The aim of the College of Human Medicine at Michigan State University is to train primary care physicians
in order to provide superior health care for everyone.
To this end, the school seeks to educate and train competent physicians who are sensitive to the needs of the
medically underserved residents of Michigan and who
will respectfully and tactfully deal with patients and
their families. It is essentially a large university operating in a small college setting. The university’s health
care educational complex incorporates, in addition, an
Allopathic Medical School, a College of Osteopathic
Medicine, and a College of Veterinary Medicine.
4-year semimodern. The curriculum is divided into 3
blocks integrating the basic biological and behavioral
sciences with clinical training and problem-solving
skills. Block I: A 1-year discipline-based experience
that provides an introduction to the fundamentals of the
basic biological and psychological/social sciences,
along with mentor group and early clinical skills training that includes patient contact. Block II: A 1-year
experience in the second year that is problem-based and
learner-centered with the majority of learning occurring in the small group setting. An extended curricular
option for both Blocks I and II is offered at no extra
cost. Block III: An 84-week experience that includes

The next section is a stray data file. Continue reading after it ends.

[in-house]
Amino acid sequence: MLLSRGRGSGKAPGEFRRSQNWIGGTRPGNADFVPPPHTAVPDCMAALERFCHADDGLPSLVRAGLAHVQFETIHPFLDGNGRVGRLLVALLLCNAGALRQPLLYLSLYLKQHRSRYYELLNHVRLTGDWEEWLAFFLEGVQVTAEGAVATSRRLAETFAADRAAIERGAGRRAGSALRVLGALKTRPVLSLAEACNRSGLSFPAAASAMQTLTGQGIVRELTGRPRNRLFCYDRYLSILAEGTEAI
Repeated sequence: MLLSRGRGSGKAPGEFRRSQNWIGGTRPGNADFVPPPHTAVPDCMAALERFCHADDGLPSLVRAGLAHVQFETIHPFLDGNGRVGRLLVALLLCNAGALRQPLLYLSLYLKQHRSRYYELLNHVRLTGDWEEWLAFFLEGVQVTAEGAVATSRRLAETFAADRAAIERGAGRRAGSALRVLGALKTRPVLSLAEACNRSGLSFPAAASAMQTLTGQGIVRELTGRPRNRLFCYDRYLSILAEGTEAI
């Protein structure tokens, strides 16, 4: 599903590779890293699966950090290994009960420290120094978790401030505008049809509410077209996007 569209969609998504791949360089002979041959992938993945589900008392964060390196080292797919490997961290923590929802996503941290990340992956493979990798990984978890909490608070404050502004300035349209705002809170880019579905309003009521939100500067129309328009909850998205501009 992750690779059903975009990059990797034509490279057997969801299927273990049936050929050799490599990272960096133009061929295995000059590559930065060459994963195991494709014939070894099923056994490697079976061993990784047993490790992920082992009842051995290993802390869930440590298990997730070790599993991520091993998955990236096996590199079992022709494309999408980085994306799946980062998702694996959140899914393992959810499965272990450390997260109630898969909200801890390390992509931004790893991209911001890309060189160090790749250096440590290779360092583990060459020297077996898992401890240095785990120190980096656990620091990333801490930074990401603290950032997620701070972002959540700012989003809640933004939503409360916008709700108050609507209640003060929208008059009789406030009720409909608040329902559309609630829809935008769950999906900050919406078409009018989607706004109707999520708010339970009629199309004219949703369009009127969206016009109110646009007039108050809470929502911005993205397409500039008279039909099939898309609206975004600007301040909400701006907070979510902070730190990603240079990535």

the traditional clinical clerkships plus core competency
and primary care experiences. This period is spent in 1
of the 6 communities affiliated with the university. Students live in their assigned community for the total
period of required clinical training. Electives may be
taken elsewhere. The community physicians work
closely with community-based faculty members of the
college to provide a unique and highly relevant learning environment.
Minority admissions: Amajor effort is made to include
applicants from inadequately represented geographic,
economic, and ethnic groups. Other degree programs:
Combined MD-MA and MD-PhD programs available
in basic and behavioral science departments by individual arrangement.
Requirements include the basic premedical science
courses, 1 year of English and college algebra plus 8
credits of nonscience courses. Preference is given to
applicants from Michigan. Enrollment of nonresidents
is limited to no more than 20%. Selection based on
GPA, MCAT scores, relevant work experience, and
compatibility with the school’s primary care mission.
Applicants who are highly motivated, have a good ability to communicate, manifest problem-solving skills,
and demonstrate maturity are considered with favor.
The class makeup is sought to be diverse in terms of
background, talents and personalities. An interview is
an essential component of the admission process.
Transfer and advanced standing: Considered when
All grading in the school is Honors/Pass/Fail. A total
passing score on Steps 1 and 2 of the USMLE is
required for promotion to the third year and graduation,
Teaching: The primary facilities utilized in basic science instruction are Life Sciences Building, Fee Hall,
and Giltner Hall. The Clinical Center is an ambulatory
care facility where students are trained in clinical sciences during the first 2 years of the curriculum.
Students receive their formal clinical training during
the last 2 years in community settings in 18 hospitals
in 6 Michigan communities. Library: Information not
available. Housing: On-campus dormitory rooms and
apartments for both single and married students. There
is also a large selection of off-campus housing.